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Is It Larch Season Yet?
Advice for hiking during this magical time
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Northover Ridge Loop in Kananaskis, September 20-22, 2019
Our favourite time to hike in Alberta is almost here! In fact, Cailynn is en route to see if it is here — she’s camping at Lake O’Hara in Yoho National Park tonight and tomorrow night, and really hoping she has timed things right to catch golden larch trees in this iconic destination. (And yes, she’ll be following Annalise’s Lake O’Hara advice.)
For the uninitiated, larch season happens when the needles on larch trees in the Rockies turn from green to golden. It makes for a striking scene on many mountain trails, albeit a brief one. This colourful transformation typically happens from about mid-September to early October, though experts are saying heat-stressed larches are turning golden earlier than usual.
We’ve previously dubbed this season of golden larch-y goodness “the most magical time to hike in Alberta,” and it’s a distinction we stand by. Many others seem to agree as larch hunting is becoming increasingly popular. To that end, we’ve compiled some advice if you’re heading out in search of larches this year.
Saddleback Pass in Banff National Park, September 21, 2021
Embrace the thrill of the hunt
Not every larch hike is successful. You may find fluorescent green needles at your destination, not the golden colour you had hoped for. Luckily, these are scenic trails to begin with — so even sans yellow larches, you’ll find stunning mountain views.
Rockbound Lake in Banff National Park, September 24, 2017
Popular larch hikes get busy, including parking lots and trails! Have alternate destinations in mind (read on for lots of ideas), so if you show up at one spot and the parking lot is full you can easily head elsewhere. If you’re visiting trails around Lake Louise and Moraine Lake, booking shuttles in advance is required. And if it’s at all possible for you, try heading out on a weekday rather than a weekend.
Paradise Valley in Banff National Park, September 19, 2020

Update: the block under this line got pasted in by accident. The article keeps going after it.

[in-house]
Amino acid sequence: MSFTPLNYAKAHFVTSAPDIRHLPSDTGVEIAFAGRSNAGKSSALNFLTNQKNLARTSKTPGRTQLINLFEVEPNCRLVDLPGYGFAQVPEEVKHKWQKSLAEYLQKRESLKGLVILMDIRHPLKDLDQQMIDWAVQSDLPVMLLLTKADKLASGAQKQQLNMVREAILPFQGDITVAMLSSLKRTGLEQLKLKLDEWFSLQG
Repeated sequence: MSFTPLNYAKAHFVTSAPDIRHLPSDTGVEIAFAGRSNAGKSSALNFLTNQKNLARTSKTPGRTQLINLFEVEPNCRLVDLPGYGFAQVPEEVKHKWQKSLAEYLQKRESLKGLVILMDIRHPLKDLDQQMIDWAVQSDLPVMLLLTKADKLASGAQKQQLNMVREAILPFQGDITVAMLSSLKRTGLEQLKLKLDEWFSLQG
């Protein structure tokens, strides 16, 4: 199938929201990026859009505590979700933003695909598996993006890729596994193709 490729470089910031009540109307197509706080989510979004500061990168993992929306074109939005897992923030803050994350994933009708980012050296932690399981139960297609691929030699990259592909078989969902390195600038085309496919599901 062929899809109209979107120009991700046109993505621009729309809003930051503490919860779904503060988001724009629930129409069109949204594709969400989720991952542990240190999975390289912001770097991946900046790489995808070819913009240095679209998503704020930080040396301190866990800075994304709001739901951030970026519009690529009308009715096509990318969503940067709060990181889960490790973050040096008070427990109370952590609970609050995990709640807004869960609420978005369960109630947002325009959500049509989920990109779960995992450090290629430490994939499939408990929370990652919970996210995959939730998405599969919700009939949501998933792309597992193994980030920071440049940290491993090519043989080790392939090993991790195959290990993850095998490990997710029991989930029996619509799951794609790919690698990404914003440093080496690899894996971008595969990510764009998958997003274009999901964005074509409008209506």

Try a new trail
If you want to brave the very popular Larch Valley + Sentinel Pass + Paradise Valley trail in Banff National Park (pictured above), we wrote about our experience there in 2020. The TLDR version is that there’s good reason why it’s the most well-known larch hike in the Rockies, but expect extra planning and logistics to make it happen (especially now that Moraine Lake is closed to vehicles).
There are MANY other places you can go to experience larch season. We’ve been larch hiking for close to ten years, and are still exploring new-to-us trails every year.
Healy Pass in Banff National Park, September 24, 2016
Check out the photos and captions throughout this post for some ideas, and head here for our post detailing some of these trails. Last year, we each tried new routes — Cailynn did a guided hike to Hidden Lake in Banff National and Annalise went to Running Rain Lake in Kananaskis — and we wrote about both here.
Burstall Pass in Kananaskis, September 30, 2018
We also love this list from Banff National Park on golden larch day-hikes other than Larch Valley. We’ve tried many of them and our favourites so far have been Taylor Lake, Arnica Lake, Healy Pass, Rockbound Lake and Saddleback Pass.
Friends of Kananaskis also has a lengthy list of larch hikes. Note they recommend avoiding the busy Highwood Pass area, including Arethusa Cirque and Pocaterra Cirque. In Kananaskis, we have enjoyed both Burstall Pass and Chester Lake immensely.
Chester Lake, September 30, 2022